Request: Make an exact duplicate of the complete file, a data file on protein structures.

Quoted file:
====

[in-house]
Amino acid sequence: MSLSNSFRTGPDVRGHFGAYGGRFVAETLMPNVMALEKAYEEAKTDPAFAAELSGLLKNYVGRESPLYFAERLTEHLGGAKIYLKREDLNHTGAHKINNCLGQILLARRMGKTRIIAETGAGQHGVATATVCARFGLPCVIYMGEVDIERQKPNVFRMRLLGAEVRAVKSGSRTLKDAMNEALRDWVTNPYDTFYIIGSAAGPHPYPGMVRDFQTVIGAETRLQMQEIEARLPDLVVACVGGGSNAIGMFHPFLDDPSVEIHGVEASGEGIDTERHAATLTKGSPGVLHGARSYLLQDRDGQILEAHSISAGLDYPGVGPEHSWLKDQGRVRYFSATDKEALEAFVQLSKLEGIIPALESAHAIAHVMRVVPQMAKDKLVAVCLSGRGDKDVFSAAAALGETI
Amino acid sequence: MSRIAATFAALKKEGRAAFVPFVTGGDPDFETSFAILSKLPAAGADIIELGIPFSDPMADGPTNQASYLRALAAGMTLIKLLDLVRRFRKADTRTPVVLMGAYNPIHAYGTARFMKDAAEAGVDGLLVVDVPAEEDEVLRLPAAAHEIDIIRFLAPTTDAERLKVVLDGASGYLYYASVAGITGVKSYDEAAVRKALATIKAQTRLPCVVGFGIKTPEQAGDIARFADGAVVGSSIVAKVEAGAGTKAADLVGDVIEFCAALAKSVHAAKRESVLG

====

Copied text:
[in-house]
Amino acid sequence: MSLSNSFRTGPDVRGHFGAYGGRFVAETLMPNVMALEKAYEEAKTDPAFAAELSGLLKNYVGRESPLYFAERLTEHLGGAKIYLKREDLNHTGAHKINNCLGQILLARRMGKTRIIAETGAGQHGVATATVCARFGLPCVIYMGEVDIERQKPNVFRMRLLGAEVRAVKSGSRTLKDAMNEALRDWVTNPYDTFYIIGSAAGPHPYPGMVRDFQTVIGAETRLQMQEIEARLPDLVVACVGGGSNAIGMFHPFLDDPSVEIHGVEASGEGIDTERHAATLTKGSPGVLHGARSYLLQDRDGQILEAHSISAGLDYPGVGPEHSWLKDQGRVRYFSATDKEALEAFVQLSKLEGIIPALESAHAIAHVMRVVPQMAKDKLVAVCLSGRGDKDVFSAAAALGETI
Amino acid sequence: MSRIAATFAALKKEGRAAFVPFVTGGDPDFETSFAILSKLPAAGADIIELGIPFSDPMADGPTNQASYLRALAAGMTLIKLLDLVRRFRKADTRTPVVLMGAYNPIHAYGTARFMKDAAEAGVDGLLVVDVPAEEDEVLRLPAAAHEIDIIRFLAPTTDAERLKVVLDGASGYLYYASVAGITGVKSYDEAAVRKALATIKAQTRLPCVVGFGIKTPEQAGDIARFADGAVVGSSIVAKVEAGAGTKAADLVGDVIEFCAALAKSVHAAKRESVLG